The 712-626 vote (53%-47%) against unionization at the German automaker’s three-year-old factory in Chattanooga is a setback for UAW because labor experts had thought Volkswagen gave the union its best shot of setting a precedent to make inroads with transplants such as Mercedes-Benz, BMW and Nissan.

“It would have been a confidence booster, a relevance factor and message saying that we’re growing and doing things people didn’t think we could,” said Art Wheaton, director of The Worker Institute at Cornell University.

Who’s the mastodon in this scenario? The workers who just want to be left alone to do their jobs without “benefit” of outside representation? The auto company that believes it can deal directly and fairly with its workers without the union mob muscling in for its cut? Or the union itself, which has so overgrazed its habitat that Detroit is a sterile wasteland? In different ways, they are all mastodons.

But so is the reporter who wrote this. A 53-47 victory isn’t all that narrow. If it were, President Obama’s election wins would be so described every time 2008 and 2012 were mentioned. Only later in the story does the reporter mention that 165 workers didn’t bother to vote at all. Which means those who voted to bring in the union amounted to barely 41% of all workers. More landslide than squeaker, I’d say. Those who don’t recognize facts, or try to disguise them, are in danger of extinction themselves.

Unions had their day; still do, of course. But they thrived in conditions different from today’s. Trying to maintain an obsolete model (or species) ignores evolution. Shame on Democrats for their anti-science beliefs.


From Motown to No Town

It’s a simple recipe, really

Anyone can do it:

A couple of weeks ago I attended the premiere of the new movie “Bankrupt: How Cronyism and Corruption Brought Down Detroit.” It is a terrific movie and traces the dual collapse of the American automotive industry and the city of Detroit.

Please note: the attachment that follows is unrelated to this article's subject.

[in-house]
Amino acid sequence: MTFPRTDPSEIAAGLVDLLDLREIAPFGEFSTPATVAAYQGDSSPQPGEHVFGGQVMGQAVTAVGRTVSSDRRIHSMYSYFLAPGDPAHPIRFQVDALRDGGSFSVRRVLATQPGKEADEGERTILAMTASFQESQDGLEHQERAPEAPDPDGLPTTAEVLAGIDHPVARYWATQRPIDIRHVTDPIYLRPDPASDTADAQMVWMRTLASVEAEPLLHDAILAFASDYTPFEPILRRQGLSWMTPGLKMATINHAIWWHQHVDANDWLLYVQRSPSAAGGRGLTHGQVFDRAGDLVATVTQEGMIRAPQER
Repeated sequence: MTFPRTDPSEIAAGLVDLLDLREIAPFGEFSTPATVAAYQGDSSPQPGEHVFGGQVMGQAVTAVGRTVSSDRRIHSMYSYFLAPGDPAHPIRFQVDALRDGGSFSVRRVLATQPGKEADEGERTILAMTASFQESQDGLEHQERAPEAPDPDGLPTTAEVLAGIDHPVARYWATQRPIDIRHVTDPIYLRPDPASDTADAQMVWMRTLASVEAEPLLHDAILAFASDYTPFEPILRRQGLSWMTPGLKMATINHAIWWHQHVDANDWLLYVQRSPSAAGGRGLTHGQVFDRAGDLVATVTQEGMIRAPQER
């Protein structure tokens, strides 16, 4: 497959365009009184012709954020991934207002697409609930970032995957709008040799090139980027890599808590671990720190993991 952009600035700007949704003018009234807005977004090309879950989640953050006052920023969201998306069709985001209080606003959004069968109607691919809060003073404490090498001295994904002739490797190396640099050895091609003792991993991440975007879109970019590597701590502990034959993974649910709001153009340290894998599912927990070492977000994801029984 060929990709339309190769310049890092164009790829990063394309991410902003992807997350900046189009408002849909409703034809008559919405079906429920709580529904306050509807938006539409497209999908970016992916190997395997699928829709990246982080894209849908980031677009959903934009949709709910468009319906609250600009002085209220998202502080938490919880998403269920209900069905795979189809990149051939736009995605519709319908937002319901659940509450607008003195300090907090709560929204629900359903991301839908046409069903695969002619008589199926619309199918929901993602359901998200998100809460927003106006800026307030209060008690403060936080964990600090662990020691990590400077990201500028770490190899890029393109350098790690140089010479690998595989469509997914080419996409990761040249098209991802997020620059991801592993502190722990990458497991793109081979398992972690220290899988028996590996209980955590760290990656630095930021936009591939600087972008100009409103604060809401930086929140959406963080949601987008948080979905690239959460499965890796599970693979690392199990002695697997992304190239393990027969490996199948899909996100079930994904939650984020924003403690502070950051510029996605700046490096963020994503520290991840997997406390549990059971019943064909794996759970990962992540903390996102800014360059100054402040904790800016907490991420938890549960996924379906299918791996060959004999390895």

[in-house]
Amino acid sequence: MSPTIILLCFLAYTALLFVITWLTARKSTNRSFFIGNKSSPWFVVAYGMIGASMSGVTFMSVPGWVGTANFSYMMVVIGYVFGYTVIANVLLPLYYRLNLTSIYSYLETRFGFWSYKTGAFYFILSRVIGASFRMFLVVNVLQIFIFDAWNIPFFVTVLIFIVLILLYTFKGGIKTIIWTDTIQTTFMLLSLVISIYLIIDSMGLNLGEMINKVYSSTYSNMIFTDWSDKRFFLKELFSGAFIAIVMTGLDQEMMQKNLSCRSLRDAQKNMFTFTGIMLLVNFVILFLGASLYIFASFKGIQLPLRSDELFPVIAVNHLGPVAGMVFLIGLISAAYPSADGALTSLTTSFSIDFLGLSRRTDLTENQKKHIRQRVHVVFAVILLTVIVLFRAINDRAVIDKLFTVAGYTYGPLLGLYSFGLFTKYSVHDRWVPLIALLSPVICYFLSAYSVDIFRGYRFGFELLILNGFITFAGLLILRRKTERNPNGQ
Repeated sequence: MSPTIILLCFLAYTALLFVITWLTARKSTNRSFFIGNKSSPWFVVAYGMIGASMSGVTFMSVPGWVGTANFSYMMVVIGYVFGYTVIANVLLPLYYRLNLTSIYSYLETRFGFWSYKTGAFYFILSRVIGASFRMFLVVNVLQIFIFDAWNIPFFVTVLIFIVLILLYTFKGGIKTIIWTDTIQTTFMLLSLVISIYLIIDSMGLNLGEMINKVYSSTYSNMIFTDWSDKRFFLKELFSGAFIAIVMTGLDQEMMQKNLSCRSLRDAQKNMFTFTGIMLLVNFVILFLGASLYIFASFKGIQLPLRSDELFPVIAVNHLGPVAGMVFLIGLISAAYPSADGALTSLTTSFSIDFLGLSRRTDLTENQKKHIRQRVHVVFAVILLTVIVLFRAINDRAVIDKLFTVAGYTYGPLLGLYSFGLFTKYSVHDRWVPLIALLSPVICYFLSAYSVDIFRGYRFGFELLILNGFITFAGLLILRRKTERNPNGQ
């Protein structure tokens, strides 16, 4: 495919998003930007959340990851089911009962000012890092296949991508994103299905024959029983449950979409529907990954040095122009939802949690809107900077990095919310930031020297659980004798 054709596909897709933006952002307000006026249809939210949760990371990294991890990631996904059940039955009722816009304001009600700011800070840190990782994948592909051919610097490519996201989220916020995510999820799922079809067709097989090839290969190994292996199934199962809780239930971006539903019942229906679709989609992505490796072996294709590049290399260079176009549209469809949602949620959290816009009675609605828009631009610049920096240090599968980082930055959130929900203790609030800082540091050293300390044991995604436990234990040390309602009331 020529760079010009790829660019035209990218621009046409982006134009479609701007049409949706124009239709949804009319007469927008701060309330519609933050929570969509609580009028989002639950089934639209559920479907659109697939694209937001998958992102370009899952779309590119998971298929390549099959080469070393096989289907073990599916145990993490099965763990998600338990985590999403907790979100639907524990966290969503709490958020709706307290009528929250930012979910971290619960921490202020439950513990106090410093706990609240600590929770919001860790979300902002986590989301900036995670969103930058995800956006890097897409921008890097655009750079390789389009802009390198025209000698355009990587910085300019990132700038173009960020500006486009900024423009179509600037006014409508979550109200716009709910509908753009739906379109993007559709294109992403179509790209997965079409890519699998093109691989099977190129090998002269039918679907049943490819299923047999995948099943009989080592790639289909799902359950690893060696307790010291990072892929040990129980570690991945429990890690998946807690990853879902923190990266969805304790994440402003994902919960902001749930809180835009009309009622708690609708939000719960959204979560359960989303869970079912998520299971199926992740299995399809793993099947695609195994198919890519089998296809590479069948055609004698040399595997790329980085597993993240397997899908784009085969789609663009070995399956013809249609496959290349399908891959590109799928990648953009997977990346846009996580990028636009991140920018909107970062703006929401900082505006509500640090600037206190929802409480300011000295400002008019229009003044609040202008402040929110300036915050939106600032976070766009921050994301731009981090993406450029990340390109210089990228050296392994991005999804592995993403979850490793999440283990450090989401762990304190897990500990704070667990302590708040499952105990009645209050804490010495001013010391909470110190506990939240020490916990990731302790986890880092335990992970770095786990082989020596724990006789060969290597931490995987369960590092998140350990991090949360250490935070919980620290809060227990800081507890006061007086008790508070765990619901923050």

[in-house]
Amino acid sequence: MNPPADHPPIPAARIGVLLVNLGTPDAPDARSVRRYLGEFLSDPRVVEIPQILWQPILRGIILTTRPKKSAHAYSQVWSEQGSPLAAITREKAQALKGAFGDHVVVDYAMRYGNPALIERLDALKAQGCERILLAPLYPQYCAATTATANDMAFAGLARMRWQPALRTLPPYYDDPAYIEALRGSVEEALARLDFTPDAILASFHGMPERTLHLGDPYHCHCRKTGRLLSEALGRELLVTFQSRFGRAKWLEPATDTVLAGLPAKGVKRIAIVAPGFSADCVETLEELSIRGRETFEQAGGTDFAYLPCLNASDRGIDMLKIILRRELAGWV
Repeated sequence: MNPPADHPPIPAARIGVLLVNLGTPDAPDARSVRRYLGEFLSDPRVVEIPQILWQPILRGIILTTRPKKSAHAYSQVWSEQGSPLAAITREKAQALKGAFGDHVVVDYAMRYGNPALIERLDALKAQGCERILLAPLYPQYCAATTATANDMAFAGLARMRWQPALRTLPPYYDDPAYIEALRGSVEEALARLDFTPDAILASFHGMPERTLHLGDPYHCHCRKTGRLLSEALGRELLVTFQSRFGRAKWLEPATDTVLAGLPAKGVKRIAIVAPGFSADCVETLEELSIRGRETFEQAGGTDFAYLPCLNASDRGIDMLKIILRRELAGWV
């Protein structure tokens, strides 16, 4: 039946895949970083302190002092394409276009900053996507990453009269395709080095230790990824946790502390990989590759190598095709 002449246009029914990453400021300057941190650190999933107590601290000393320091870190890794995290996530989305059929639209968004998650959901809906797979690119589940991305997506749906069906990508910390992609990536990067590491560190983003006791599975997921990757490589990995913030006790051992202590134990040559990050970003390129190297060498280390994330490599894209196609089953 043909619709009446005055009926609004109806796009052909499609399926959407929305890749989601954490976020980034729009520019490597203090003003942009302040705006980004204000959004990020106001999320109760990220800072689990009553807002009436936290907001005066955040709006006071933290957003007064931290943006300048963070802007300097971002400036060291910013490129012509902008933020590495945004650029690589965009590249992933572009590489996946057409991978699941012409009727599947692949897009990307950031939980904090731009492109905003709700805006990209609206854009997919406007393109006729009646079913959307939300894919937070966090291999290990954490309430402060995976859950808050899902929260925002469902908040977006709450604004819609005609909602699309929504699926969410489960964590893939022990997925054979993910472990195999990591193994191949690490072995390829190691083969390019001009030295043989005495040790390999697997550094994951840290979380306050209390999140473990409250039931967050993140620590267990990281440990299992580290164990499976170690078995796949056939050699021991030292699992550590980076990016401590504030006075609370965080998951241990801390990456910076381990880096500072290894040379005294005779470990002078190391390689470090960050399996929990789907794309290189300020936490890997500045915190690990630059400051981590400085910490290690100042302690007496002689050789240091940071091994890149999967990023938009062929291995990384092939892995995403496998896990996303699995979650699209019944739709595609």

[T]he bankruptcy of the automakers and Detroit largely arose from the same forces: horribly inept and unaccountable management and insatiable demands by labor interests that drove both the automakers and the city into the ground. This manifested itself in rising costs and deterioration in quality (cars in one case and city governance in the other, such as failure to supply basic public services).

Indeed, the parallels between the automakers and Detroit became even closer in the days following the premiere of the film. Detroit’s bondholders are about to be fleeced for the benefit of Detroit’s politically powerful public employees, suffering the same fate as the bondholders in the auto bailouts at the hands of the United Auto Workers (or as he writes it, Detroit’s bondholders are about to be “GM’ed” for the benefit of public employees).

And in another coincidence, it now appears that Michigan’s politicians are considering a taxpayer bailout of Detroit. As reported by Shikia Dalmia at, Michigan’s Republican Governor Rick Snyder is considering pouring taxpayer money into Detroit’s bankruptcy in order to bail out public employees.

If a state, a semi-sovereign entity, chooses to reward one set of profligate citizens (Detroiters) with the hard-won earnings of another set (Michiganders), I suppose it is no business of mind (no matter how much I may disapprove). But money is fungible. Any federal money Michigan receives can offset money it chooses to pour into the unfunded liabilities of unrealistic and unaffordable retiree benefits. We all pay for Detroit’s waste and corruption.

We’re about to find out how much:

The city of Detroit plans to file its proposed bankruptcy restructuring plan with the court next week, the city’s top bankruptcy attorney said today.

A draft version of the plan acquired by the Free Press earlier this month revealed the city plans to offer pensioners more than other unsecured creditors — in part because foundations are pledging nearly $400 million to reduce pension cuts and spin off the Detroit Institute of Arts.